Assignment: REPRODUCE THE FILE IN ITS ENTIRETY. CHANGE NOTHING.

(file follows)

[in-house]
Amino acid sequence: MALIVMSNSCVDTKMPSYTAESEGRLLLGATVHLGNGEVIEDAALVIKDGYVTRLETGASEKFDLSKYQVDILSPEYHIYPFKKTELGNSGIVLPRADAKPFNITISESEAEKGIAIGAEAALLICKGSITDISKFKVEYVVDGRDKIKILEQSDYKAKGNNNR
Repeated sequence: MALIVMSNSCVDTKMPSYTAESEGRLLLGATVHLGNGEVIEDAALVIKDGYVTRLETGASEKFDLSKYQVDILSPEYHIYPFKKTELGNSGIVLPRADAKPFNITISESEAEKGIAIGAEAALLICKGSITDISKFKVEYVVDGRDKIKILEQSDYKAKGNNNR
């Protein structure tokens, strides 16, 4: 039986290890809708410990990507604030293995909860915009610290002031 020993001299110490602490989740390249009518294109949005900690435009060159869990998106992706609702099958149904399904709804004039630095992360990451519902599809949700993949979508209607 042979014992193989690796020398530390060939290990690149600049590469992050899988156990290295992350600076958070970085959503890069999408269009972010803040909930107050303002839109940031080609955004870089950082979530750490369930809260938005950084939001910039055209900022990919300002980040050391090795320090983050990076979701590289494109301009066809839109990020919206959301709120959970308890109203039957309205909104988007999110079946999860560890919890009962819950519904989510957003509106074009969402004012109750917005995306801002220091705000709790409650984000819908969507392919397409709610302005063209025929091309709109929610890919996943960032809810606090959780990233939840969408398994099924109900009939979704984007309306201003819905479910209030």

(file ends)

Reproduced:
[in-house]
Amino acid sequence: MALIVMSNSCVDTKMPSYTAESEGRLLLGATVHLGNGEVIEDAALVIKDGYVTRLETGASEKFDLSKYQVDILSPEYHIYPFKKTELGNSGIVLPRADAKPFNITISESEAEKGIAIGAEAALLICKGSITDISKFKVEYVVDGRDKIKILEQSDYKAKGNNNR
Repeated sequence: MALIVMSNSCVDTKMPSYTAESEGRLLLGATVHLGNGEVIEDAALVIKDGYVTRLETGASEKFDLSKYQVDILSPEYHIYPFKKTELGNSGIVLPRADAKPFNITISESEAEKGIAIGAEAALLICKGSITDISKFKVEYVVDGRDKIKILEQSDYKAKGNNNR
């Protein structure tokens, strides 16, 4: 039986290890809708410990990507604030293995909860915009610290002031 020993001299110490602490989740390249009518294109949005900690435009060159869990998106992706609702099958149904399904709804004039630095992360990451519902599809949700993949979508209607 042979014992193989690796020398530390060939290990690149600049590469992050899988156990290295992350600076958070970085959503890069999408269009972010803040909930107050303002839109940031080609955004870089950082979530750490369930809260938005950084939001910039055209900022990919300002980040050391090795320090983050990076979701590289494109301009066809839109990020919206959301709120959970308890109203039957309205909104988007999110079946999860560890919890009962819950519904989510957003509106074009969402004012109750917005995306801002220091705000709790409650984000819908969507392919397409709610302005063209025929091309709109929610890919996943960032809810606090959780990233939840969408398994099924109900009939979704984007309306201003819905479910209030």